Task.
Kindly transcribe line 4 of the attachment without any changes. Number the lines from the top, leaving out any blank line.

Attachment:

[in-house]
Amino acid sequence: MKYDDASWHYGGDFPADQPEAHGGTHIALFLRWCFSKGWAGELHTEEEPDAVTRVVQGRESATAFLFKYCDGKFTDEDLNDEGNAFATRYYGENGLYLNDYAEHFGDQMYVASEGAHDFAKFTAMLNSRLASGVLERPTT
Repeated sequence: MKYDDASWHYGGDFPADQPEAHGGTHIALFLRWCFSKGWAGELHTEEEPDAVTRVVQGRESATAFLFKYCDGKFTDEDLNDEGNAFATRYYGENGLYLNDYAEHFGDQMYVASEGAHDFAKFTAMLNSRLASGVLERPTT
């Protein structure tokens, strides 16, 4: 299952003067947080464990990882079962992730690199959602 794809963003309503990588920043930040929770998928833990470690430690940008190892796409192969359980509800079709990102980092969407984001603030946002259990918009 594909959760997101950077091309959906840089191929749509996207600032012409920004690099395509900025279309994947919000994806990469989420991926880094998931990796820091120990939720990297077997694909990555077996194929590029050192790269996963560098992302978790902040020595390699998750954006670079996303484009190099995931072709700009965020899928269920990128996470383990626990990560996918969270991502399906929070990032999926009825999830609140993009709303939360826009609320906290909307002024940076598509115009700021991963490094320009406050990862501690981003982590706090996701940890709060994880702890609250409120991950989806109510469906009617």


């Protein structure tokens, strides 16, 4: 299952003067947080464990990882079962992730690199959602 794809963003309503990588920043930040929770998928833990470690430690940008190892796409192969359980509800079709990102980092969407984001603030946002259990918009 594909959760997101950077091309959906840089191929749509996207600032012409920004690099395509900025279309994947919000994806990469989420991926880094998931990796820091120990939720990297077997694909990555077996194929590029050192790269996963560098992302978790902040020595390699998750954006670079996303484009190099995931072709700009965020899928269920990128996470383990626990990560996918969270991502399906929070990032999926009825999830609140993009709303939360826009609320906290909307002024940076598509115009700021991963490094320009406050990862501690981003982590706090996701940890709060994880702890609250409120991950989806109510469906009617």